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Review of  Kids' Slips

Reviewer: Annette E. Hohenberger
Book Title: Kids' Slips
Book Author: Jeri J Jaeger
Publisher: Lawrence Erlbaum Associates
Linguistic Field(s): Psycholinguistics
Language Acquisition
Book Announcement: 16.3588

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Date: Thu, 15 Dec 2005 13:45:35 +0100
From: Annette Hohenberger <>
Subject: Kids' Slips: What young children's slips of the tongue reveal
about language development

AUTHOR: Jaeger, Jeri J.
TITLE: Kids' Slips
SUBTITLE: What young children's slips of the tongue reveal about
language development
PUBLISHER: Lawrence Erlbaum Associates
YEAR: 2005

Annette Hohenberger, Max Planck Institute for Human Cognitive and
Brain Sciences, Munich, Germany


''Kids' slips'', by Jeri J. Jaeger (henceforth, JJJ), is the first monograph
about young children's slips of the tongue (henceforth, SOTs), based
on the biggest collection sampled to date of child slips from
monolingual English-speaking children from 1;7 -- 5;11 years of age,
mostly stemming from her own three children, Anna (AN), Alice (AL),
and Bob(by) (B).

The book is organized into six chapters. In the first chapter, the SOT
approach to studying child language is introduced. In the second
chapter, children's and adults' slips are compared. The remaining four
chapters are devoted to phonetics/phonology, the lexicon, semantics,
and morphology/syntax. Each of these four chapters is self-contained
and may be read independently, although, of course, they build upon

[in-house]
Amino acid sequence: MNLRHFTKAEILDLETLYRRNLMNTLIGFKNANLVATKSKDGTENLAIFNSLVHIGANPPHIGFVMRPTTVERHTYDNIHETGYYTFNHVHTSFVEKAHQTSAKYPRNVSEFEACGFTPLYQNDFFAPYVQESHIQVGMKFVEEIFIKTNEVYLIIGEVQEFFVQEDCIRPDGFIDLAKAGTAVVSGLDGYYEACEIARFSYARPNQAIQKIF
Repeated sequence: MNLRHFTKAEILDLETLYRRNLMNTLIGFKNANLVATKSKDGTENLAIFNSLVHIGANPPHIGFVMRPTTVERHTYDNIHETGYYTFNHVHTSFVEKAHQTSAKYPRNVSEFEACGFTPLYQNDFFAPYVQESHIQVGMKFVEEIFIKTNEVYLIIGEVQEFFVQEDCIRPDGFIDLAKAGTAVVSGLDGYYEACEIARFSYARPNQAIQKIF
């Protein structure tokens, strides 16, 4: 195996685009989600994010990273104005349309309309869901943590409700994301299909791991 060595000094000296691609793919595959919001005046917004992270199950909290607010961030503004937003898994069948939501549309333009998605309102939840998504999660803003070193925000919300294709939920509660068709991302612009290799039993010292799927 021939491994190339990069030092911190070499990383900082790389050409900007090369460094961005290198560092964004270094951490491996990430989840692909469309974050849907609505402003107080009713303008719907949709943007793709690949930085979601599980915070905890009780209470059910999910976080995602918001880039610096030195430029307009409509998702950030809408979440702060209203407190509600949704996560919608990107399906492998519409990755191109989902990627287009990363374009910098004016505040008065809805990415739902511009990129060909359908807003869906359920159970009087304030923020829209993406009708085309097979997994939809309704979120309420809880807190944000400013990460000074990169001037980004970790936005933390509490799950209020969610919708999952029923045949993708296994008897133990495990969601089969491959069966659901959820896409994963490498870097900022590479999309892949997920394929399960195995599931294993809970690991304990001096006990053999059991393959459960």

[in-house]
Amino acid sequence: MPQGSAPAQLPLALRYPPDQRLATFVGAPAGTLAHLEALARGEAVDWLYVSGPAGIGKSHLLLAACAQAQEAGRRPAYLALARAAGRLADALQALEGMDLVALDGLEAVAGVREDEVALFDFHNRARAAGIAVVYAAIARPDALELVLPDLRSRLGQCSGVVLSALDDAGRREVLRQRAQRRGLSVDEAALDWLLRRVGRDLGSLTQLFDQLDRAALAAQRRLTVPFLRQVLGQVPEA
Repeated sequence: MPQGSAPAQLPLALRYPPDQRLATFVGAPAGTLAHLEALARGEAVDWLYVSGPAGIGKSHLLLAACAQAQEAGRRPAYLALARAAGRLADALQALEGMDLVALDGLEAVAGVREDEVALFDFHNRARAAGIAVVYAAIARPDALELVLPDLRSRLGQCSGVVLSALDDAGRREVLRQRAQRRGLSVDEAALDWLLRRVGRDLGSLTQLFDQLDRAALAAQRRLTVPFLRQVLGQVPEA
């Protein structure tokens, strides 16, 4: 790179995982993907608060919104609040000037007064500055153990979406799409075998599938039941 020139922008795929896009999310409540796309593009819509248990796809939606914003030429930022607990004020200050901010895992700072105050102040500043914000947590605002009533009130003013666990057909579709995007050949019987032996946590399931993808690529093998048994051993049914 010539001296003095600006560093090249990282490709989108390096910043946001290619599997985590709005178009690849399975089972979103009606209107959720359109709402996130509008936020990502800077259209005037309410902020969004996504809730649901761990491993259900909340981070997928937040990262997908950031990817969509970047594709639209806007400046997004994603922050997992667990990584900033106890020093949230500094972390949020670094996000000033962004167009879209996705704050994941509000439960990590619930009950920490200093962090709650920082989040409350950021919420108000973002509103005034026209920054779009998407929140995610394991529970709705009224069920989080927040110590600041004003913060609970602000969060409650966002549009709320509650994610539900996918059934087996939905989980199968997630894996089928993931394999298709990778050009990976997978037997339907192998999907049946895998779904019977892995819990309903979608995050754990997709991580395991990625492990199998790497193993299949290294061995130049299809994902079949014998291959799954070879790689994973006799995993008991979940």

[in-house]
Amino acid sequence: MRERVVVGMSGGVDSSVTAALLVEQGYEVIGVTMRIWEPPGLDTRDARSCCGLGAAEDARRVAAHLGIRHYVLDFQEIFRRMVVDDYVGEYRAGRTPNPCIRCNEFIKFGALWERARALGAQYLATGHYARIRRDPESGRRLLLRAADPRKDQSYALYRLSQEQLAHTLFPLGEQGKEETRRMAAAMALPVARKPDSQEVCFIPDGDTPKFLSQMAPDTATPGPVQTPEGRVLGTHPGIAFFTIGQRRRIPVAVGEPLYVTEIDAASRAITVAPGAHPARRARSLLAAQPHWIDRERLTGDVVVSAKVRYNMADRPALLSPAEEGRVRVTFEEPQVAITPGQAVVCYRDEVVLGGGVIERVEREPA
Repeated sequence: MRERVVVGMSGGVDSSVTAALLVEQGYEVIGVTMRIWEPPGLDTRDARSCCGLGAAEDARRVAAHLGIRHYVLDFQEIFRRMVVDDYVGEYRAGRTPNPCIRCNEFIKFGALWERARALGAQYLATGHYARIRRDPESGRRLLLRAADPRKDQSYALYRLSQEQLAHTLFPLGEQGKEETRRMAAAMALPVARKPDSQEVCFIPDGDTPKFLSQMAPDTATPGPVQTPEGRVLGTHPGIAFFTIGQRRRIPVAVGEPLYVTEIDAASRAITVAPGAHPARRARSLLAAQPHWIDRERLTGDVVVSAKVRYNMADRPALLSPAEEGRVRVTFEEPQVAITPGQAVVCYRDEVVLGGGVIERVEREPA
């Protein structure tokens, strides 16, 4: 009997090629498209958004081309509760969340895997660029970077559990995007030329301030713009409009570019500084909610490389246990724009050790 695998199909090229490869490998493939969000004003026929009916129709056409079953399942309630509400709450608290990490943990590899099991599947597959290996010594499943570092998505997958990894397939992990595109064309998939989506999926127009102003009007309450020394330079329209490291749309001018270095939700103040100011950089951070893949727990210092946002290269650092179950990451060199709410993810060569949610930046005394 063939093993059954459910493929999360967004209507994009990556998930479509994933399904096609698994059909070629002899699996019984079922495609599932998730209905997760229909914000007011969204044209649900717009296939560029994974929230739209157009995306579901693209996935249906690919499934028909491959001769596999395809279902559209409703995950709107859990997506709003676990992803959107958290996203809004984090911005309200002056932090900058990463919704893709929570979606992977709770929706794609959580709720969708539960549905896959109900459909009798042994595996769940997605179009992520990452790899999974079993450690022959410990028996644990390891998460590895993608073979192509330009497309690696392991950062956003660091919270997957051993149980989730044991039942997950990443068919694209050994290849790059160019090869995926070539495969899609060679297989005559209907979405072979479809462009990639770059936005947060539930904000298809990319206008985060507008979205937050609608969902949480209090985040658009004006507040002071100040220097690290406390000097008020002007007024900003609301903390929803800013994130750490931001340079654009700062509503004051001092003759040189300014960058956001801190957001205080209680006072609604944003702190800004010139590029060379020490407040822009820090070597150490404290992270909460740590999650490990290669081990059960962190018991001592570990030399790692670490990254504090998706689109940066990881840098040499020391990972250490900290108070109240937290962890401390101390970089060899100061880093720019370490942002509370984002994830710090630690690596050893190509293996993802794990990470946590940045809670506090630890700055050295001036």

each other and there is ample cross referencing. The body of the
book is followed by the complete and annotated corpus of the
children's slips (n = 1383).

The purpose of her book, according to the author herself, is (i) to use
children's slips as evidence for the development of linguistic
representations and language production planning in phonology,
morphology, syntax, and the lexicon and (ii) to lay out a common
methodology as to guide future researchers in their (cross-linguistic)
study of children's slips.

METHODOLOGY: How can we know if a child has made a slip? This
crucial methodological problem is only manageable if (i) the
researcher knows the current grammatical system of the child on the
background of which a systematic deviation due to lack of competence
can be ruled out and/or if (ii) the child possibly indicates a SOT herself
by means of a self-repair or otherwise shows signs of having erred
(such as looking confused). Given that the author has this intimate
knowledge of the three main subjects of the study -- her own children -
- and given that external error sources (unavoidable in a pencil-and-
paper collection) such as perceptional and collectors' biases have
been shown to not systematically distort off-line slip collections (for a
survey, see Poulisse, 1999), the methodological problem of child SOT
research can be considered as settled, in this study.

CLASSIFICATION: The SOTs have been arranged in a coherent
classification system which JJJ mainly takes over from adult SOT
research. The errors are classified according to:
this a phonological, lexical, syntactic, or propositional error?
(ii) the DIRECTIONALITY of the error, if it is a contextual/syntagmatic
error. Is this an anticipation, perseveration, or exchange?
(iii) the FORM of the error. Is this a substitution, addition, omission,
exchange, blend, telescoping, or multiple error?

COMPONENTS MODEL (RPC, pp 6-11) which is based on Levelt's
(Levelt, 1989, Levelt, Roelofs, and Meyer, 1999) serial-modular model
of language production but which extends it in specific ways. The RPC
model distinguishes representations in the long term memory such as